My teenage sister likes to send me links to her favorite YouTube videos. And, God bless her Asian Pride-filled heart, she gravitates toward ones featuring Asian children performing incredible feats of musicality, coordination and overall adorableness.
The latest clip was of a 2-year-old virtuoso drummer in footed pajamas with an impeccable sense of rhythm. You can’t tell from the video if he can even talk in complete sentences yet, but there he is, rocking out — even teasing the crowd (Mom and Dad) with cymbal flourishes like a bonafide jazz soloist. It’s one of the most uncanny (and yes, cutest) things I’ve seen in a while.
That video got me wondering why a seemingly disproportionate number of these “viral” videos — clips that spread like wildfire via media-sharing sites like YouTube — star Asian children. There’s the 5-year-old Japanese ukulele player crooning Jason Mraz, the earnest “kid coach” Noah Chang with his basketball instructional video and at least a half-dozen others. Not to mention innumerable clips from Korean and Taiwanese variety shows, where child prodigies are a recurring feature.
Are Asian kids just cuter and more awesome than other kids? Are Asian American parents more computer or Internet savvy? Or is there a weird exotification going on — a sense in which, as with William Hung, America is laughing at us rather than with us?
When Libby Kim first posted videos of her son Christian, the drummer boy extraordinaire, she wasn’t expecting him to become an Internet sensation. Christian had been experimenting on the drums — drawing inspiration from blink-182’s Travis Barker — since before his second birthday, and she wanted friends and relatives to see him in action.
Kim also wasn’t expecting that, amid mostly glowing praise, the videos’ comment sections would be smattered with racist remarks — your typical “Asians pronounce Ls like Rs” jokes, and worse: “hes asian, his parents probably beat him if he doesnt play good” or “shoot that f***ing child in the head, along with every other asain in the world” [sic].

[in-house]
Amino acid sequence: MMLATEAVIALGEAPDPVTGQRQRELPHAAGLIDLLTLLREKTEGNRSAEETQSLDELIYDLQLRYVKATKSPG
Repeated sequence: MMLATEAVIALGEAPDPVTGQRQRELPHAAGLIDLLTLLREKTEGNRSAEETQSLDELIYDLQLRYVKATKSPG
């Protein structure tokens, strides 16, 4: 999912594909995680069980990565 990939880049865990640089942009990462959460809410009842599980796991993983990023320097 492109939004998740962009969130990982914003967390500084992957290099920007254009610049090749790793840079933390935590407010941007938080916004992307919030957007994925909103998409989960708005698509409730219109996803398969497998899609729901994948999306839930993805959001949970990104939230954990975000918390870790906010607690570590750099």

Kim, who has been a US citizen for over 35 years, was stunned that so many people still harbor such prejudices — and that they would direct their vitriol at an innocent child.
Such remarks point to a dark side of these videos’ popularity. The model minority myth they reflect and reinforce — that Asian kids are all musical prodigies as well as math geniuses — can be just as pernicious as the blatantly hateful stuff. Such remarks also demonstrate that derogatory sentiment toward Asians and Asian Americans still persists in mainstream America.
“[YouTube is] more of an exchange and can be more participatory than previous media,” says Margaret Rhee, a doctoral student in comparative ethnic studies at the University of California, Berkeley. Shared videos are open to immediate viewer feedback, whereas “we don’t get to see comments written on television or film.”
Rhee speculates that the popularity of these Asian-child prodigy videos, at least among non-Asians, might be linked to society’s perception of Asian children as “cute” and “savable” — a perception reinforced by the mass adoption of Asian babies.
A truism of the Internet age is that when you post something for the world to see, you risk attracting the lowest common denominator — i.e., anonymous “trolls” looking to stir up trouble — especially since sites like YouTube aren’t heavily moderated. But the Internet’s interactive aspect has an upside as well, says Nicol U, also a doctoral candidate in ethnic studies at UC Berkeley.
“You see plenty of other viewers ‘talking back’ and calling out these racist slurs and remarks,” U says. “Unfortunately, I think there’s still that stereotype that the Asian and Asian American community won’t do or say anything if racism is being directed at them.”
U argues that, ultimately, it’s good that Asian kids are getting this media exposure. She points out that maybe Asian presence on YouTube seems so remarkable because their absence on TV and in Hollywood movies is so conspicuous.
“Media spaces like YouTube are a great balance to what one would normally see of Asian American representation in mainstream media,” she says. “Anyone can put up a video of him [or] herself, and it’s up to the viewers to decide whether or not they’ll watch.”
In the end, the last thing these budding YouTube stars need is for us to over-intellectualize their popularity. So, as I reload that clip for the fifth time, I conclude that it would take a real cynic to find something bad to say about little Christian working his drum magic, having the time of his life.
As my dear sister put it, “The world would be a better place if more people were exposed to this cuteness.”
Luke Tsai is a freelance writer living in Oakland, CA. This is his first piece for Hyphen.